Hamster Wheel Power
One humorous way to demonstrate that a mechanical device is primitive, of amateurish construction, or simply underpowered is to have it propelled, not by internal combustion or electricity, but by Pocket Pet Power. Hook it up to a wheel-shaped or spherical cage, and let a small animal — usually a hamster or mouse — run its little legs off inside to generate torque. The larger the device, and the tinier the animal, the odder this arrangement looks. More-plausible variants, which use large animals or human workers to turn their wheels, also appear in fiction. These aren't particularly funny, and may be Played for Drama if the arduousness (and boredom) of walking inside a wheel for hours on end is emphasized. Other odd methods of powering a device by muscle action, such as pedaling or pushing levers, may also rate as variants of this trope, provided they're similarly Played for Laughs or melodrama. A common power source for Homemade Inventions or Bamboo Technology. Often combined with Rube Goldberg Device for maximum wackiness. You may see Wheel of Pain for a slave-driven variety of the serious version.
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- Non-wheel variant: In a Geico commercial, a man powers his laptop from a team of guinea pigs he'd trained to row a miniature boat.
- Not actually powering it, but Volvo actually attached hamster wheel to the steering wheel of a truck and then drove it up a cliff by making the hamster drive it. Yes, a Hamster driving a Big Badass Rig by running on a wheel.
- Referenced in a Kia commercial in which cars of other brands are represented by giant (stationary) hamster wheels.
- Even better when the drivers of the Kia itself are (wait for it) giant hamsters!
- This nokia ad. Played straight and spelled out: "Hamster-powered phone charger". Genius.
- A PSA from Enroll America promoting the ACA's health insurance exchanges features various pets beseeching their owners to get covered. One is a hamster whose exercise wheel powers a digital "C'mon, you can do it!" sign.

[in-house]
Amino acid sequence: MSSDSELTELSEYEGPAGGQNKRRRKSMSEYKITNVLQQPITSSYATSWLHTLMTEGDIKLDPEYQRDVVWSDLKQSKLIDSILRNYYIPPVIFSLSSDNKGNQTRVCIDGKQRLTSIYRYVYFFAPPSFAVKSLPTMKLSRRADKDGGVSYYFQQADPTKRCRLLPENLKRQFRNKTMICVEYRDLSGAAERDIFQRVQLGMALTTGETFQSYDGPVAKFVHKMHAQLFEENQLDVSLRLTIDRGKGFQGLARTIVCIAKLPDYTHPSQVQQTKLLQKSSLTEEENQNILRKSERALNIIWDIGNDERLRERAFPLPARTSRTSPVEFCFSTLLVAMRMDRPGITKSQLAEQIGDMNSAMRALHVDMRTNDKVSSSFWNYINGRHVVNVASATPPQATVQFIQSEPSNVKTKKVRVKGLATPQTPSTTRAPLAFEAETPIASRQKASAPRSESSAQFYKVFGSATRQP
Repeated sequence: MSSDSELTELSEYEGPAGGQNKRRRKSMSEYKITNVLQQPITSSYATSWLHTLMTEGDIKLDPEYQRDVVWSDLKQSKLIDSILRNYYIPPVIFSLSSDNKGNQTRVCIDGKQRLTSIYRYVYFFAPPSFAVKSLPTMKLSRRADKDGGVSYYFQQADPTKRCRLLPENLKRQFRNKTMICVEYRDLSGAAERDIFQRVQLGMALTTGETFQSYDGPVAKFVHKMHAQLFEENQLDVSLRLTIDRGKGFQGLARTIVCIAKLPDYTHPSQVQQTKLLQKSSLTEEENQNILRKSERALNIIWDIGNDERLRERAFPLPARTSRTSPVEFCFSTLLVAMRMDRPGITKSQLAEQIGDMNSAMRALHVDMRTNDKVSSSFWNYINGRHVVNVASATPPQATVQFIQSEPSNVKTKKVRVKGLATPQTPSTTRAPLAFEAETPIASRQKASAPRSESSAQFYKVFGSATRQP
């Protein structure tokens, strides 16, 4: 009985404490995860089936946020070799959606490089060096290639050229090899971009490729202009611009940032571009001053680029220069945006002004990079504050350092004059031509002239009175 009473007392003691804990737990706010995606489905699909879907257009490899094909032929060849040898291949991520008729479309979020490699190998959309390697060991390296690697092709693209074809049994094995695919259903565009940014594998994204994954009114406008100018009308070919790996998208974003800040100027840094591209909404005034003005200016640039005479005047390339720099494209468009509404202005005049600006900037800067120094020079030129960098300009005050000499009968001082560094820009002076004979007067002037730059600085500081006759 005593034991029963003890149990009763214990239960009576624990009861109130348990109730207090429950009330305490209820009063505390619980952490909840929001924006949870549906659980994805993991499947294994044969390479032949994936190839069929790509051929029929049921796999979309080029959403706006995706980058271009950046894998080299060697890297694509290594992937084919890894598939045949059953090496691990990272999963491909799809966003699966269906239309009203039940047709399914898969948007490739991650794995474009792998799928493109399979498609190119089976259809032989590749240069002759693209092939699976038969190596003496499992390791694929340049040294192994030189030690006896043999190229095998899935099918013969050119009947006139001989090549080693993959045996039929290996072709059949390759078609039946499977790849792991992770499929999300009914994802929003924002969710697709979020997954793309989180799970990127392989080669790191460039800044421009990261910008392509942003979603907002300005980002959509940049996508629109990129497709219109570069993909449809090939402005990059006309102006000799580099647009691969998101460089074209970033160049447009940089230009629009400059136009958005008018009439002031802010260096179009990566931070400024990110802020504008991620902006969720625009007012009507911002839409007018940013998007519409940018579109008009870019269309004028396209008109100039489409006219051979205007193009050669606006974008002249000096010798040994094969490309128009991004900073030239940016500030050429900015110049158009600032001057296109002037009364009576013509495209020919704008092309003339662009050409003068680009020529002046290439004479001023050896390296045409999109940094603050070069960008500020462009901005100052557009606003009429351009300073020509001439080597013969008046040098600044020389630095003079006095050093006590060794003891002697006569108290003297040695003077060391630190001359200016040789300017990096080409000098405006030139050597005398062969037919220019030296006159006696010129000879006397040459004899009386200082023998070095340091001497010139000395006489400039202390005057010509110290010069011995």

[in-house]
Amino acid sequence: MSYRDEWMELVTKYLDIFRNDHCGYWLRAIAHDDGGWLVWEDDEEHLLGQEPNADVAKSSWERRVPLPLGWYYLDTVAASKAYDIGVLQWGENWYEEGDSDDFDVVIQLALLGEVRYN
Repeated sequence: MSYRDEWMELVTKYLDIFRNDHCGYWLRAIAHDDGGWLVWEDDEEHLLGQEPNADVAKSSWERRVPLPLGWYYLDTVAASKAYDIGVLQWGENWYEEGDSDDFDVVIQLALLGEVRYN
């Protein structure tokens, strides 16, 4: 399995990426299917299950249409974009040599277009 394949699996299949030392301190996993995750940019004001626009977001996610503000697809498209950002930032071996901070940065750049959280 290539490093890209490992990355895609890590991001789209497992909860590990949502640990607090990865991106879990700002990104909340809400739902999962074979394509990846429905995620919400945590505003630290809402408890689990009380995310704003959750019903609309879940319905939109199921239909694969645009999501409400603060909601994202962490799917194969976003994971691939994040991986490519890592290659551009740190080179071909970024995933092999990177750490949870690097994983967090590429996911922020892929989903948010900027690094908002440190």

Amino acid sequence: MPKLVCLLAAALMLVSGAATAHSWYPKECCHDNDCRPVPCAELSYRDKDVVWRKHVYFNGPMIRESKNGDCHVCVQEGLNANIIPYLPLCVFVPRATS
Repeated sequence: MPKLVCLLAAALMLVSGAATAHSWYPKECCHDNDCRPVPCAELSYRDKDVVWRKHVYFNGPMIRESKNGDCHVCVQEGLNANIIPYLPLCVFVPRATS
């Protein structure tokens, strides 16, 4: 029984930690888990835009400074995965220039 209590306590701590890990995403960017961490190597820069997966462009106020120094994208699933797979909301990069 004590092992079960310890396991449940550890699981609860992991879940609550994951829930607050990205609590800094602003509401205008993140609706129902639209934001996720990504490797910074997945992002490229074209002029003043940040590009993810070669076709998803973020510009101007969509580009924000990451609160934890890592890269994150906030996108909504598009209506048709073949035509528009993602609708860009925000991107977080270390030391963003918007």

Anime and Manga
- Episode two of the Pokémon Anime shows that the Pokemon Center's backup power generator is several Pikachu running on a horizontal wheel around a tesla coil.
- There have also been cases where Team Rocket has captured Pikachu and used him to power their latest device for stealing Pokemon. It makes sense, since, much like the example above, Pikachu do generate massive amounts of electricity making them akin to small furry generators.
- During Mega Man Gigamix's Battle and Chase arc, Auto comes across Napalm Man's crashed car and gleefully opens it up, intent on scavenging it for high-quality parts. Instead of an engine, however, he's disturbed to find a three-person bike along with a KO'ed Charge Man, Crystal Man, and Wave Man inside.
- The Cool Boat of Kill la Kill, the Naked Sol, turns out to be powered by a set of these, despite being roughly the size of a standard aircraft carrier. A sufficiently motivated Mako manages to give the ship a massive power boost. By herself.
- One episode of Archie Comics Explorers of the Unknown had the Villain of the Week's superweapon powered by "1,000,000 hamsters in running wheels."
- In The Dark Knight Strikes Again, it's revealed that a major source of electricity for the whole world is actually a giant hamster wheel where The Flash is running in superspeed.
- In The fabulous Furry Freak Brothers, Phineas devises a car, powered by a hamster on a treadmill - which is on cocaine.
- In Archie Comics' Sonic the Hedgehog, a fairly often-used occurrence is to use Sonic's speed to power various devices, usually by having him pedal on a modified bike, or running on a treadmill. Amazingly he's even used this to power not one, but two Humongous Mecha!
- Captain Carrot and His Amazing Zoo Crew! once fought the Screeching Tire, a giant tire about the size and general structual design of Blackhawk's notorious enemy mecha, the Warwheel, and powered and controlled by a villainous gerbil.
- In "My Little Denarians", Discord foils Nicodemus' plan of running away and leaving him to fight the heroes alone by turning the engine of his car into a hamster ball.